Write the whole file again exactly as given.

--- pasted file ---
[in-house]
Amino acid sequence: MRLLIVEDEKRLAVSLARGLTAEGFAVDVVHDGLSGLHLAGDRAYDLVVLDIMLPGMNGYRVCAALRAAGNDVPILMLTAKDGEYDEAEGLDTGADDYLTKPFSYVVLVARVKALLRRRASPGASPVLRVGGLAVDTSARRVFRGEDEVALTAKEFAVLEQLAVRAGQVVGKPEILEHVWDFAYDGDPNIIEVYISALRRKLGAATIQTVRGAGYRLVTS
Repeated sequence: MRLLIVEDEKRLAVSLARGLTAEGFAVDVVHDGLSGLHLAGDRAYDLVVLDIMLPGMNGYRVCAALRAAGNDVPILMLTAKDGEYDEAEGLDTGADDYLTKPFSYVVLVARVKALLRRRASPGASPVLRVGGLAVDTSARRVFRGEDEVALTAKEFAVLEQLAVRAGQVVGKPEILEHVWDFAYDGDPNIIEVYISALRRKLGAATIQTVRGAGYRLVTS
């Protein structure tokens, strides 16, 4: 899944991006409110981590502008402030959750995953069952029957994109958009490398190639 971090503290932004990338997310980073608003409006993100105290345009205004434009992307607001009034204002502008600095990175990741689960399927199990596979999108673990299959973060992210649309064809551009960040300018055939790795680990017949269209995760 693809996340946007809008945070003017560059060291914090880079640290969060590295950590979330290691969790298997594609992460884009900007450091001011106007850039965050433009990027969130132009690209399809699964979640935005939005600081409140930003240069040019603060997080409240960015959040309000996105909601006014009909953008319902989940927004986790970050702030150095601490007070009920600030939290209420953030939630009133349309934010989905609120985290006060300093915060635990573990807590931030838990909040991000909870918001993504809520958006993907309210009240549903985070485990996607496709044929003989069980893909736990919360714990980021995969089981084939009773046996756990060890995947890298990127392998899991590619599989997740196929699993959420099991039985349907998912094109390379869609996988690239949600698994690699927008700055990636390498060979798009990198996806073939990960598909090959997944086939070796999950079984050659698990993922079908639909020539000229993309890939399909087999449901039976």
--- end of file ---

[in-house]
Amino acid sequence: MRLLIVEDEKRLAVSLARGLTAEGFAVDVVHDGLSGLHLAGDRAYDLVVLDIMLPGMNGYRVCAALRAAGNDVPILMLTAKDGEYDEAEGLDTGADDYLTKPFSYVVLVARVKALLRRRASPGASPVLRVGGLAVDTSARRVFRGEDEVALTAKEFAVLEQLAVRAGQVVGKPEILEHVWDFAYDGDPNIIEVYISALRRKLGAATIQTVRGAGYRLVTS
Repeated sequence: MRLLIVEDEKRLAVSLARGLTAEGFAVDVVHDGLSGLHLAGDRAYDLVVLDIMLPGMNGYRVCAALRAAGNDVPILMLTAKDGEYDEAEGLDTGADDYLTKPFSYVVLVARVKALLRRRASPGASPVLRVGGLAVDTSARRVFRGEDEVALTAKEFAVLEQLAVRAGQVVGKPEILEHVWDFAYDGDPNIIEVYISALRRKLGAATIQTVRGAGYRLVTS
């Protein structure tokens, strides 16, 4: 899944991006409110981590502008402030959750995953069952029957994109958009490398190639 971090503290932004990338997310980073608003409006993100105290345009205004434009992307607001009034204002502008600095990175990741689960399927199990596979999108673990299959973060992210649309064809551009960040300018055939790795680990017949269209995760 693809996340946007809008945070003017560059060291914090880079640290969060590295950590979330290691969790298997594609992460884009900007450091001011106007850039965050433009990027969130132009690209399809699964979640935005939005600081409140930003240069040019603060997080409240960015959040309000996105909601006014009909953008319902989940927004986790970050702030150095601490007070009920600030939290209420953030939630009133349309934010989905609120985290006060300093915060635990573990807590931030838990909040991000909870918001993504809520958006993907309210009240549903985070485990996607496709044929003989069980893909736990919360714990980021995969089981084939009773046996756990060890995947890298990127392998899991590619599989997740196929699993959420099991039985349907998912094109390379869609996988690239949600698994690699927008700055990636390498060979798009990198996806073939990960598909090959997944086939070796999950079984050659698990993922079908639909020539000229993309890939399909087999449901039976």